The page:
How was the bra invented?

While some historical accounts might indicate otherwise, there is no single inventor for the modern bra. Instead, it evolved from something that women have known for centuries; if you have a garment holding your breasts in place, it is easier to travel.

Fashion, society, and sexual tastes of the times have adapted and inspired bras. The bra has gone through dramatic changes over the course of history, from the bandeau-like strips of fabric worn by athletic women in ancient Greece to the classic underwire bras that we know and love today. The lowdown here below.

The sources were different in the ancient cultures of the Egyptians, Indians, Greeks, Romans, and East Asia. A rectangular piece of cloth that was folded and sewn down the side to create a tube was worn by the Egyptians. This is how their breasts were hidden by Egyptian women. The blouse custom has always been prevalent in India. The first reference to bras dates from the time of Harshvardhana, during whose reign it was very common to have sewn bras and blouses. These were also worn by young girls. Figurines and wall carvings show women in Greece wearing a specialized dress to restrain women’s breasts. The bikini, they called it. A clear resemblance to the modern tailored and laced corsets or a corselette was present in their clothing.

European history reports that women used something like a fabric binder to cover their breasts during the Middle Ages. Some women refrained from revealing their breasts, although it was not popular then. The aim of these cloth binders was to cover the breasts and make them look smaller. Women later began wearing dresses with simple bodices and high necklines. These functioned well to provide the breasts with support. If we look at Extra’s past, the women had “conceal and support” in mind, and therefore abstained from the notion of revealing their breasts. Thus, women moved to dresses that were sufficiently tight to provide the requisite protection.

During the Revival, the asset display was back in trend again. The time for cleavage had come, but women did not really fully expose themselves. The new Renaissance dresses caused the breasts to pinch and thus, revealing the cleavage, forced them upwards. This became popular due to people’s mindset that only wealthy and attractive women were synonymous with firm breasts and ample cleavages. This may sound shocking, but women often refrained from breastfeeding during the Renaissance period since they assumed that breastfeeding might weaken their breasts, so they would have to deal with what they had to work with.

During the Victorian Era, the thing got a little complex, when women starting to wear corsets that were really tight because of the lacing. This caused women’s waist to look slimmer than the usual, but damaged women’s bodies. Their health started to decline, causing problems like nausea, dizziness, etc. The tight lacing and dresses again pushed the breasts up, making them expose more cleavage.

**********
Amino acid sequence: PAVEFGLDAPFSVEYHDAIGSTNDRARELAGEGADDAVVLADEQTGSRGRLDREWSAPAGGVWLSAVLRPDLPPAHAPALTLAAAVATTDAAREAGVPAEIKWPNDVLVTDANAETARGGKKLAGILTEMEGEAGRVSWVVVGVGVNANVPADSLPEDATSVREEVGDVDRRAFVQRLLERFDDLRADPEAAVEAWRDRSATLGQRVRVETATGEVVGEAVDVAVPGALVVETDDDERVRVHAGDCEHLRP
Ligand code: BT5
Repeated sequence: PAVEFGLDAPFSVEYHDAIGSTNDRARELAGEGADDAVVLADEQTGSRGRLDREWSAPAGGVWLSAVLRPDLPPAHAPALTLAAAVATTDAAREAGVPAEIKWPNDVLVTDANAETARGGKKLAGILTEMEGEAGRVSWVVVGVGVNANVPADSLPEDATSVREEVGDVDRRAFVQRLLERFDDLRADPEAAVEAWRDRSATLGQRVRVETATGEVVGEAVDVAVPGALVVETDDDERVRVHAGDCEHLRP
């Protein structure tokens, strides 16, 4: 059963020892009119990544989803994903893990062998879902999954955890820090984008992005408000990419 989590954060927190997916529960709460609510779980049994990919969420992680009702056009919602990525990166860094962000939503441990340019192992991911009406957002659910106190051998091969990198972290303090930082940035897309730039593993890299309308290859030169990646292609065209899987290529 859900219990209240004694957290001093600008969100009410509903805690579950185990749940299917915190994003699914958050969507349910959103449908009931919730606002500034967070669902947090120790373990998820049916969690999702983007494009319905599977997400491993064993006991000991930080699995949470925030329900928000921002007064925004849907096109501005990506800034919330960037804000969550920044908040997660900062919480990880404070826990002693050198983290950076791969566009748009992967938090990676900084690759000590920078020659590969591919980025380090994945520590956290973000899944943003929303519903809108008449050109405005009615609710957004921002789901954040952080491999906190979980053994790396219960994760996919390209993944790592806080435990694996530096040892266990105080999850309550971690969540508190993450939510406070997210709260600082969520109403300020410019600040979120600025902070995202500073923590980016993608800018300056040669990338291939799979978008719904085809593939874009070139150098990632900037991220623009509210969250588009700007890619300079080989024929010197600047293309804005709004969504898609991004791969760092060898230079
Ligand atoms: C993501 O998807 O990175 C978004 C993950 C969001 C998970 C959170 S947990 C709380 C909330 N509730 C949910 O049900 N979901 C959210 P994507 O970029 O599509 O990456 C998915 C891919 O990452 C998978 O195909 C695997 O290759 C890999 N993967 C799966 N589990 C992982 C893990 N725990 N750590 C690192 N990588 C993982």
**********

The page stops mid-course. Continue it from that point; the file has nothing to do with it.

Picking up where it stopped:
In 1869, a woman called Herminie Cadolle designed the first bra. The bra was designed as a two-piece corset for her. To offer the breasts better protection, the upper part was built with shoulder straps. It was much more comfortable than the normal corsets, too. The Time Magazine states that Mary Phelps Jacob invented the “Backless Brassiere” in 1914. She needed a more comfortable bra to be developed that could be worn for the parties. By using two handkerchiefs and ribbons, she did that. She finally came up with a lightweight, fluffy, comfortable bra that was very different from the bra that Herminie Cadolle invented.

The feminists began demonstrating against bras because they felt the original sports bras were simply women’s torture devices. Thus, Lisa Lindahl invented her first sports bra in 1977 and named her Jogbra. The New York Magazine said it was the first bra to be developed with movement and athleticism, with women in mind in particular.

Today, in the industry, we have a wide selection of bras and a lot of styles to choose from as well. Celebrities such as Madonna, Lady Gaga, and Beyoncé have made people enjoy all kinds of bras. There are so many businesses on the market that have made it possible in a lot of sizes to get bras.

Check out my related post: How was the tea bag invented?


Interesting reads:

https://www.theatlantic.com/technology/archive/2014/11/the-first-bra-was-made-of-handkerchiefs/382283/

https://blog.mylola.com/womens-health/history-bra/

https://www.herroom.com/blog/the-history-of-the-bra-a-timeline/

https://www.colbert-innovation.eu/en/stories/who-invented-the-bra/

https://www.insidehook.com/article/history/100-years-brassieres-inside-historical-evolution-bra

https://www.clovia.com/blog/abracadabra-life-story-of-a-bra/

https://www.goodhousekeeping.com/beauty/fashion/g1291/bra-history/

https://www.postoast.com/history-of-bra/

https://www.looksgud.in/blog/types-of-bra-styles-cups-names-sizes/

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